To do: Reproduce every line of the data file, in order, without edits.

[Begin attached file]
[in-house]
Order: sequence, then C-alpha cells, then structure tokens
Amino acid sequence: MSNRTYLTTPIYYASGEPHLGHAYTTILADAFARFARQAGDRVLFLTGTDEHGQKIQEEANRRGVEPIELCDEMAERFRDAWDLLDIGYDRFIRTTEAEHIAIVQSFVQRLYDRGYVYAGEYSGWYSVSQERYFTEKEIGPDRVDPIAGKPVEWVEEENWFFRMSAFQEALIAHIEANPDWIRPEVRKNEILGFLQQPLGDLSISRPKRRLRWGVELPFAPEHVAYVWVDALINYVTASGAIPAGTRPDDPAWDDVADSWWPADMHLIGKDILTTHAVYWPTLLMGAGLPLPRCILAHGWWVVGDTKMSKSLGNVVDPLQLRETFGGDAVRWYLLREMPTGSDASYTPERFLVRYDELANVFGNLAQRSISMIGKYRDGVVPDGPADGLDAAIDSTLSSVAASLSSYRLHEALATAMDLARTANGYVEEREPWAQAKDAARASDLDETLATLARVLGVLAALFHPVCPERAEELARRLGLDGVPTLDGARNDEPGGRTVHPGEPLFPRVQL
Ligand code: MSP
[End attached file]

[in-house]
Order: sequence, then C-alpha cells, then structure tokens
Amino acid sequence: MSNRTYLTTPIYYASGEPHLGHAYTTILADAFARFARQAGDRVLFLTGTDEHGQKIQEEANRRGVEPIELCDEMAERFRDAWDLLDIGYDRFIRTTEAEHIAIVQSFVQRLYDRGYVYAGEYSGWYSVSQERYFTEKEIGPDRVDPIAGKPVEWVEEENWFFRMSAFQEALIAHIEANPDWIRPEVRKNEILGFLQQPLGDLSISRPKRRLRWGVELPFAPEHVAYVWVDALINYVTASGAIPAGTRPDDPAWDDVADSWWPADMHLIGKDILTTHAVYWPTLLMGAGLPLPRCILAHGWWVVGDTKMSKSLGNVVDPLQLRETFGGDAVRWYLLREMPTGSDASYTPERFLVRYDELANVFGNLAQRSISMIGKYRDGVVPDGPADGLDAAIDSTLSSVAASLSSYRLHEALATAMDLARTANGYVEEREPWAQAKDAARASDLDETLATLARVLGVLAALFHPVCPERAEELARRLGLDGVPTLDGARNDEPGGRTVHPGEPLFPRVQL
Ligand code: MSP